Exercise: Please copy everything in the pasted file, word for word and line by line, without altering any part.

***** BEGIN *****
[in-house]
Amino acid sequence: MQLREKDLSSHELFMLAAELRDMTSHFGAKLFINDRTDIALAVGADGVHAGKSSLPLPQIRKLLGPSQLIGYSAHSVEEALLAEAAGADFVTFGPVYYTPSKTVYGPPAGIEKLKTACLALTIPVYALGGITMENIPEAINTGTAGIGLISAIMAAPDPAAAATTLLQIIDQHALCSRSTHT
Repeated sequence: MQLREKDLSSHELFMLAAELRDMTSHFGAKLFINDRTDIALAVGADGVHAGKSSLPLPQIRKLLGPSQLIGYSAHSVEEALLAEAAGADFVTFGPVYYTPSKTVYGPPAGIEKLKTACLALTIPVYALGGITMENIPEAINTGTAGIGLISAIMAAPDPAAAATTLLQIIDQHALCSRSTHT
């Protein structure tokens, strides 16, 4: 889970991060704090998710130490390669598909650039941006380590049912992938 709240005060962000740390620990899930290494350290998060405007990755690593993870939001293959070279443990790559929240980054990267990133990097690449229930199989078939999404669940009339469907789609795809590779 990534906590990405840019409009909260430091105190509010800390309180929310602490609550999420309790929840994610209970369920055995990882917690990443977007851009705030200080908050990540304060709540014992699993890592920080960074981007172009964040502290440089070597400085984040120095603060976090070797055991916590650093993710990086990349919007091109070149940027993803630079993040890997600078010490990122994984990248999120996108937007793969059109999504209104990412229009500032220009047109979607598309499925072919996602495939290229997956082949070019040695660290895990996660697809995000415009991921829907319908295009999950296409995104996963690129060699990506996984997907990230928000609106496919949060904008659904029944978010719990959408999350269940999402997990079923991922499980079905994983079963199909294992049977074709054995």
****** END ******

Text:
[in-house]
Amino acid sequence: MQLREKDLSSHELFMLAAELRDMTSHFGAKLFINDRTDIALAVGADGVHAGKSSLPLPQIRKLLGPSQLIGYSAHSVEEALLAEAAGADFVTFGPVYYTPSKTVYGPPAGIEKLKTACLALTIPVYALGGITMENIPEAINTGTAGIGLISAIMAAPDPAAAATTLLQIIDQHALCSRSTHT
Repeated sequence: MQLREKDLSSHELFMLAAELRDMTSHFGAKLFINDRTDIALAVGADGVHAGKSSLPLPQIRKLLGPSQLIGYSAHSVEEALLAEAAGADFVTFGPVYYTPSKTVYGPPAGIEKLKTACLALTIPVYALGGITMENIPEAINTGTAGIGLISAIMAAPDPAAAATTLLQIIDQHALCSRSTHT
């Protein structure tokens, strides 16, 4: 889970991060704090998710130490390669598909650039941006380590049912992938 709240005060962000740390620990899930290494350290998060405007990755690593993870939001293959070279443990790559929240980054990267990133990097690449229930199989078939999404669940009339469907789609795809590779 990534906590990405840019409009909260430091105190509010800390309180929310602490609550999420309790929840994610209970369920055995990882917690990443977007851009705030200080908050990540304060709540014992699993890592920080960074981007172009964040502290440089070597400085984040120095603060976090070797055991916590650093993710990086990349919007091109070149940027993803630079993040890997600078010490990122994984990248999120996108937007793969059109999504209104990412229009500032220009047109979607598309499925072919996602495939290229997956082949070019040695660290895990996660697809995000415009991921829907319908295009999950296409995104996963690129060699990506996984997907990230928000609106496919949060904008659904029944978010719990959408999350269940999402997990079923991922499980079905994983079963199909294992049977074709054995």